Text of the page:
Murphy’s Law

footprints in the sand

One of my brilliant slides - all in vain because the remote didn't work properly.

Murphy’s Law states: “If something can go wrong it will”, and it applies in most human endeavours, especially presentations.

Now I’ve been around for a while, given hundreds of presentations if not more, and am pretty proud of my skills and logisitics. Nevertheless, I was presenting on Creativity the other night, with a brilliantly designed and assembled minimalist but striking slide deck that enraptured the audience.

The venue was well known to me for its professionalism, technology and ambience – I have presented there scores of times wihout any hitches. This time was different, My presentation, as most, relies on blanking out slides as required. Unfortunately, the presentation remote control didn’t have this function. Why not? It’s basic.

By the time I discovered this, I was well into the presentation, couldn’t walk over to their laptop to hit the “B” key because it was 6 metres away in the corner of the room. I didn’t have my own remote with me because I didn’t think I’d need it. Bad move. Tie string around finger.

My otherwise briliiant presentation lost some of its intended shine. Lesson learned.

Who makes a @#$% remote without a blanking function? Up yours Murphy!

From the web

Other formulations/corollaries of Murphy’s law were described. The most memorable one was the mathematical formulation. It was pictured in the text as 1 + 1 -> 2, where the -> was a hand with the index finger pointing to the right. The text defined -> as “hardly every equals”.

Using PowerPoint – Introduction

This guy is so underwhelmed, he's reading his emails!

This guy is so underwhelmed, he's reading his emails!

PowerPoint, Keynote, Impress and other programs are just presentation tools – methods of producing slides for projection, nothing more, and you need to keep that in perspective. Just as the carpenter’s tools are not the house, PowerPoint is not the presentation. Too many presenters overuse the gimcrackery that comes with powerpoint to the detriment of their message. It’s like wanting to use every feature of your mobile telephone to make a call. It’s just not appropriate.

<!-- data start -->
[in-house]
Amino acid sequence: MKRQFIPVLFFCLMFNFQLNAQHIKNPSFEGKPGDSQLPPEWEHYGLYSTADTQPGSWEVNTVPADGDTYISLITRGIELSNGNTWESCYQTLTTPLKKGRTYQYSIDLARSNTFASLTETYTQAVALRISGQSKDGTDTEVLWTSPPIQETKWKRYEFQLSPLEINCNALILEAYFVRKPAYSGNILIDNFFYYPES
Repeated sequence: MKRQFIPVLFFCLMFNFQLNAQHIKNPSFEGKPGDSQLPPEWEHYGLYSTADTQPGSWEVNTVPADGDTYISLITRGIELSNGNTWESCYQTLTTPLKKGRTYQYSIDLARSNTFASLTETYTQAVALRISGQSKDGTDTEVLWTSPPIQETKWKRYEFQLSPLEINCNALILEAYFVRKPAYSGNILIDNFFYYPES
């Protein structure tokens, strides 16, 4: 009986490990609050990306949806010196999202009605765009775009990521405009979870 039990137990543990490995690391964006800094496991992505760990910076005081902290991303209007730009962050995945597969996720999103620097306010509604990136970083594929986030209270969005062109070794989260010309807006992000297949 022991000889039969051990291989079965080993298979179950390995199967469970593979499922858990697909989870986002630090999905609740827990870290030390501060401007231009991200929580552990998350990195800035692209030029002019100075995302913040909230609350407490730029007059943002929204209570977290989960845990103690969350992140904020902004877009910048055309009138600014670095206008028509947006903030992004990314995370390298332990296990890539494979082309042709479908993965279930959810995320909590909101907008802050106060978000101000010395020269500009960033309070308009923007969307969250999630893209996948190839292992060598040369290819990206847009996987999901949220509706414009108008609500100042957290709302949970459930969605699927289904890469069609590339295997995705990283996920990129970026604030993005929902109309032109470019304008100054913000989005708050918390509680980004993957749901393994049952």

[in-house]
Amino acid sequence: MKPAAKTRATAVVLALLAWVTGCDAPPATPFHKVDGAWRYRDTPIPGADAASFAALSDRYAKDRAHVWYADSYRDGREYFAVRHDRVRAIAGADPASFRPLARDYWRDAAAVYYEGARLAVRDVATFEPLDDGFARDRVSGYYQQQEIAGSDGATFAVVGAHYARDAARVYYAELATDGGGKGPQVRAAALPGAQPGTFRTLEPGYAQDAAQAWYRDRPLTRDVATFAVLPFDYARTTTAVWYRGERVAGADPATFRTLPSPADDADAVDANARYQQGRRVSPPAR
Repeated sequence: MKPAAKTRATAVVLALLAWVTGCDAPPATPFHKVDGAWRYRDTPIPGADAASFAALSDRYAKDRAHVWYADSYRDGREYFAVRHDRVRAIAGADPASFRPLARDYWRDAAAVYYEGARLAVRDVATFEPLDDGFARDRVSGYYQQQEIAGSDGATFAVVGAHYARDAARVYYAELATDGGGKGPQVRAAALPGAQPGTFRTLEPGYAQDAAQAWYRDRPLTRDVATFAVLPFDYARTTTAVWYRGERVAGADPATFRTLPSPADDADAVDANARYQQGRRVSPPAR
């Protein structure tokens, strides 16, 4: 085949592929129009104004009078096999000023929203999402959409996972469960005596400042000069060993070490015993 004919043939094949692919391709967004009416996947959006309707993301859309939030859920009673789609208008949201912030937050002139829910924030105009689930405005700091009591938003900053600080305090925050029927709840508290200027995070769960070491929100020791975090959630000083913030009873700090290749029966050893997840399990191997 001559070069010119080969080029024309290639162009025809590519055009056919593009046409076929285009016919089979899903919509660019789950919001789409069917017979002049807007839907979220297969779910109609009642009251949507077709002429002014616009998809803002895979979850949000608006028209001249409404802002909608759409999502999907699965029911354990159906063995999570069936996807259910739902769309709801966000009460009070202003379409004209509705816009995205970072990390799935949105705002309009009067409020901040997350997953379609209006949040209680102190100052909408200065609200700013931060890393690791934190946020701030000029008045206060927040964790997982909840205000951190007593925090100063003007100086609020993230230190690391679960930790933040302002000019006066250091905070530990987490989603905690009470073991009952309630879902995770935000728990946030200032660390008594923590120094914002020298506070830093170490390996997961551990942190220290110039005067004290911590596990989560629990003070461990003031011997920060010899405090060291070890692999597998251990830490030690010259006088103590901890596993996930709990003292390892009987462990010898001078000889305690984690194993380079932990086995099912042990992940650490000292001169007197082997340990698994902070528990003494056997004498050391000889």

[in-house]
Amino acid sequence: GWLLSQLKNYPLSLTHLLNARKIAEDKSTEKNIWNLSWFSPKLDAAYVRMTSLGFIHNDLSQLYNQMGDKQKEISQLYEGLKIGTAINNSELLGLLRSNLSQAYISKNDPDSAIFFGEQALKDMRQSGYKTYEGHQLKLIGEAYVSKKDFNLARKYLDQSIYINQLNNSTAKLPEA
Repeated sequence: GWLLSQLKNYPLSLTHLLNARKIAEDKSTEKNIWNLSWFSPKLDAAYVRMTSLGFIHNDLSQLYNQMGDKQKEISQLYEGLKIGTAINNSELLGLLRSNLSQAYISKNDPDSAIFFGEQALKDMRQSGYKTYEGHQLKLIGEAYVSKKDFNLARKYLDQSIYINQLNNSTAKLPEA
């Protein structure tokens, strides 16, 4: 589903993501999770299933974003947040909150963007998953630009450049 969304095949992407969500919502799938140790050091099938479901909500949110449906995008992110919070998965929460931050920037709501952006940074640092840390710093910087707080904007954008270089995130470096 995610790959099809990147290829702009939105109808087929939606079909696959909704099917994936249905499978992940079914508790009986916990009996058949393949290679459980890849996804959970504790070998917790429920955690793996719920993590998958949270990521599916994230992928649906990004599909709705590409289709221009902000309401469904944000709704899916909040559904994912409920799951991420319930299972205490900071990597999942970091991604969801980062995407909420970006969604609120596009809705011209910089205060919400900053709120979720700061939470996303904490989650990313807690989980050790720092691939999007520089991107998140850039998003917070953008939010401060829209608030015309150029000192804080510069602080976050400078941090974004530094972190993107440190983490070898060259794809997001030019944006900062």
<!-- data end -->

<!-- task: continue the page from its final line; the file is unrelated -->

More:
How many slides should be in your deck? Only enough to get the message across.

Overuse of powerpoint, especially to display text, suggests a lack of preparation by the presenter and insults the audience. You’ll know you’re well prepared if you wouldn’t panic over a power failure. If you’re reliant on the powerpoint, you haven’t done enough preparation. The unofficial mantra of the US Marine Corps  is

improvise, overcome, adapt

and as a presenter your preparation should be rigorous enough to do this. Be prepared to draw your slides on a whiteboard if necessary. The powerpoint slide should only enhance the presentation, not be the presentation.

You are the presentation.

General Principles of Using Powerpoint

  • Construct your presentation on paper before you even think of using PowerPoint. This is the most important rule.
  • Only use a powerpoint slide to illustrate a point, not to act as a prompt.
  • More pictures fewer words
  • No less than 30 point font (thanks Guy Kawasaki)
  • Never, ever, ever read the screen
  • Don’t reveal items one by one; the audience may feel as if they’re being manipulated.
  • Don’t use cheesy animations, graphics or sounds that come with the program. In fact steer away from animations altogether unless you’re showing a video. Most animations are crass. Most people can live without the typewriter sound.
  • Use quality graphics, not clip art
  • Don’t use powerpoint templates that come with the program.
  • Don’t hand out printouts of your slides. If you’ve followed the principles above they won’t be of much help. Prepare a detailed written handout if necessary.

This is only a start!